- 1919: unlisted
- 1918: unlisted
- 1917: 7 baby girls named Tessibel [debut]
- 1916: unlisted
- 1915: unlisted
For a better picture of what usage looked like around this time, though, let’s check out data from the Social Security Death Index:
- 1921: 2 people named Tessibel
- 1920: 1 people named Tessibel
- 1919: 2 people named Tessibel
- 1918: 2 people named Tessibel
- 1917: 6 people named Tessibel
- 1916: 3 people named Tessibel
- 1900-1915: zero people named Tessibel
So where did the name Tessibel come from in the 1910s, and why were there extra Tessibels in 1917?
The inspiration was fictional character Tessibel Skinner, invented by author Grace Miller White and first introduced in the 1909 book Tess of the Storm Country. A second book featuring Tess, The Secret of the Storm Country, came out in 1917.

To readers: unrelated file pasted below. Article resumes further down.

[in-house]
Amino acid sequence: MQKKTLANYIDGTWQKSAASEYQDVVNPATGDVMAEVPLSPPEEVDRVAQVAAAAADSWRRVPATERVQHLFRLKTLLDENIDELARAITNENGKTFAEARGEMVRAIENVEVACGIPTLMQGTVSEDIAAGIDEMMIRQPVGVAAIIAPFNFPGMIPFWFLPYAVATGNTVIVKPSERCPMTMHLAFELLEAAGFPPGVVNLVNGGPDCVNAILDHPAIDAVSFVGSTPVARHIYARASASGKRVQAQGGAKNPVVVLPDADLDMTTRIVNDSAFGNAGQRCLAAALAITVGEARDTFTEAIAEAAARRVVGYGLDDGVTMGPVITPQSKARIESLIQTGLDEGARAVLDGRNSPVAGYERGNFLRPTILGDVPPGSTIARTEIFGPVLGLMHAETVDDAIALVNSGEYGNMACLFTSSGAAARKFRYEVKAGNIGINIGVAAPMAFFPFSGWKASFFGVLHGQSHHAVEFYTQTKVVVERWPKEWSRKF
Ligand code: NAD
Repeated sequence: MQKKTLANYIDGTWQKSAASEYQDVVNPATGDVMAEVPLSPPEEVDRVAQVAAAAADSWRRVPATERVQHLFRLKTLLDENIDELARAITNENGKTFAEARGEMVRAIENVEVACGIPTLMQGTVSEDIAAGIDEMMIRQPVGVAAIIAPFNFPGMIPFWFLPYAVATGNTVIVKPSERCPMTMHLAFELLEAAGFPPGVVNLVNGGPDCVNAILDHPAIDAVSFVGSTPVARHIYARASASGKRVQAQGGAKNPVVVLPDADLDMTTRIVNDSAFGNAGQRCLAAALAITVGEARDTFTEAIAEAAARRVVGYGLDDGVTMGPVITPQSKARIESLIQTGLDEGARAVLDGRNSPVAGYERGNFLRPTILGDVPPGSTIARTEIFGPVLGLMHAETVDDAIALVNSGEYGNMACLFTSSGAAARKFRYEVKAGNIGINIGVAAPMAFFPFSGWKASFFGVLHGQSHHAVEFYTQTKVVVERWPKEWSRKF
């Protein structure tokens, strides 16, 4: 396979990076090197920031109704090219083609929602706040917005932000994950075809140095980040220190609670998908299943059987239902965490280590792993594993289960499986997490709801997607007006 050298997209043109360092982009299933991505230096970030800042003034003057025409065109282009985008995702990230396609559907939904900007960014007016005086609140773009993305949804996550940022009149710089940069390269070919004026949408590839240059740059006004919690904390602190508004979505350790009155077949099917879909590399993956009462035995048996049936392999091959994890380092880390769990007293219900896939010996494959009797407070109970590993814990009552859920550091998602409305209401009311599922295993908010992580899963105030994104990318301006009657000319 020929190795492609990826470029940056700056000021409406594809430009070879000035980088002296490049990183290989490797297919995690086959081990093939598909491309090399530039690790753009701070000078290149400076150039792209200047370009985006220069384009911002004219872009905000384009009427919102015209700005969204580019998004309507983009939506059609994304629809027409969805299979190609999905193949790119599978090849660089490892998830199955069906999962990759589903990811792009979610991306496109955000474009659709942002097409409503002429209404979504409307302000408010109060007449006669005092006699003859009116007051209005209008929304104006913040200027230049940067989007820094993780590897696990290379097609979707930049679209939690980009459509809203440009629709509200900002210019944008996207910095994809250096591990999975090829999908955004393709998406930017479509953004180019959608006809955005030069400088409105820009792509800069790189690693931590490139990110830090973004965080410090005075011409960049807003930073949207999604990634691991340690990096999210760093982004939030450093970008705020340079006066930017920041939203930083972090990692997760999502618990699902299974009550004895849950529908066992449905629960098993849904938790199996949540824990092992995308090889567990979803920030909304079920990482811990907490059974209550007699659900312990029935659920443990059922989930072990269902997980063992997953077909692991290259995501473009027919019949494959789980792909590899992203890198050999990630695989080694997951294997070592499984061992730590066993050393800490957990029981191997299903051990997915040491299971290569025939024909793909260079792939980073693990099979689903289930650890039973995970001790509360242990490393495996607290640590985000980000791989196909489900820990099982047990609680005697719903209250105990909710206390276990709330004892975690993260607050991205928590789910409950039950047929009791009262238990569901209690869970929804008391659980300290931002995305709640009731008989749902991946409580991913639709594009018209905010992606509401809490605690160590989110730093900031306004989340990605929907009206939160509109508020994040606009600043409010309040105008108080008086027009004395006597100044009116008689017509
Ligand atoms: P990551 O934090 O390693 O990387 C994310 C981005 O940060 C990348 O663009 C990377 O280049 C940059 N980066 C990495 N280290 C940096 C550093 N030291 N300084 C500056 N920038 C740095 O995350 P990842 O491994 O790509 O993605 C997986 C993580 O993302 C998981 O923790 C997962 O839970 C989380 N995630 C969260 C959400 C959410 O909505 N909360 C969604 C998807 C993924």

The first book was made into four different films (in 1914, 1922, 1932, and 1960) and the second was made into a single film the same year it was published.
My guess is that the name got a nudge in 1917 thanks to the release of the new story, which was also serialized in the now-defunct magazine Woman’s World. The marketing for the movie — which featured popular actress Norma Talmadge (who went on to star in The Heart of Wetona and Smilin’ Through) — could have been a factor as well.
Do you like the name Tessibel? Do you think it’s a good alternative to names like Isabel and Annabel?